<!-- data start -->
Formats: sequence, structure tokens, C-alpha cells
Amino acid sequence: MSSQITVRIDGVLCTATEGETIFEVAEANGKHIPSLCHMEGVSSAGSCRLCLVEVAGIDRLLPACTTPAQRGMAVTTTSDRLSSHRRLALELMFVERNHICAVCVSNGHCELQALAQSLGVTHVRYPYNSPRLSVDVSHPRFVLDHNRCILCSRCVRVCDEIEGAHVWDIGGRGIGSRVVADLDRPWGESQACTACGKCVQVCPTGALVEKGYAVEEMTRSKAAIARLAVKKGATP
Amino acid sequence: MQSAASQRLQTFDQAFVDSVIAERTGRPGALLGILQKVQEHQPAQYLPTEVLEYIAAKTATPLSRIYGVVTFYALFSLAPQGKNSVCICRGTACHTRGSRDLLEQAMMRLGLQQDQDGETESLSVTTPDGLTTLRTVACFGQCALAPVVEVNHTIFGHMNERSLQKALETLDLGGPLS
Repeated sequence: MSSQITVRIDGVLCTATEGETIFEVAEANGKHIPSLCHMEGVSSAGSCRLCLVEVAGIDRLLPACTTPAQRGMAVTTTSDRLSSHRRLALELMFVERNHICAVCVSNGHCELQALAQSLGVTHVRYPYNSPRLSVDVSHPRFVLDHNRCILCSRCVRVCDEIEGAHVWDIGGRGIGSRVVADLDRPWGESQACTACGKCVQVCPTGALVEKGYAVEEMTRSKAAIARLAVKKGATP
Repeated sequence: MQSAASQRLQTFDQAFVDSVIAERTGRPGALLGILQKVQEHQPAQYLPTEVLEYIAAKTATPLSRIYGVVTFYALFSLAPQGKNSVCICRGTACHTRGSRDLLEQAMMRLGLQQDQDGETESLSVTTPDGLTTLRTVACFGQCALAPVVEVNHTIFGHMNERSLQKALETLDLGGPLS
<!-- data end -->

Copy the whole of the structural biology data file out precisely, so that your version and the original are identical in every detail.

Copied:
Formats: sequence, structure tokens, C-alpha cells
Amino acid sequence: MSSQITVRIDGVLCTATEGETIFEVAEANGKHIPSLCHMEGVSSAGSCRLCLVEVAGIDRLLPACTTPAQRGMAVTTTSDRLSSHRRLALELMFVERNHICAVCVSNGHCELQALAQSLGVTHVRYPYNSPRLSVDVSHPRFVLDHNRCILCSRCVRVCDEIEGAHVWDIGGRGIGSRVVADLDRPWGESQACTACGKCVQVCPTGALVEKGYAVEEMTRSKAAIARLAVKKGATP
Amino acid sequence: MQSAASQRLQTFDQAFVDSVIAERTGRPGALLGILQKVQEHQPAQYLPTEVLEYIAAKTATPLSRIYGVVTFYALFSLAPQGKNSVCICRGTACHTRGSRDLLEQAMMRLGLQQDQDGETESLSVTTPDGLTTLRTVACFGQCALAPVVEVNHTIFGHMNERSLQKALETLDLGGPLS
Repeated sequence: MSSQITVRIDGVLCTATEGETIFEVAEANGKHIPSLCHMEGVSSAGSCRLCLVEVAGIDRLLPACTTPAQRGMAVTTTSDRLSSHRRLALELMFVERNHICAVCVSNGHCELQALAQSLGVTHVRYPYNSPRLSVDVSHPRFVLDHNRCILCSRCVRVCDEIEGAHVWDIGGRGIGSRVVADLDRPWGESQACTACGKCVQVCPTGALVEKGYAVEEMTRSKAAIARLAVKKGATP
Repeated sequence: MQSAASQRLQTFDQAFVDSVIAERTGRPGALLGILQKVQEHQPAQYLPTEVLEYIAAKTATPLSRIYGVVTFYALFSLAPQGKNSVCICRGTACHTRGSRDLLEQAMMRLGLQQDQDGETESLSVTTPDGLTTLRTVACFGQCALAPVVEVNHTIFGHMNERSLQKALETLDLGGPLS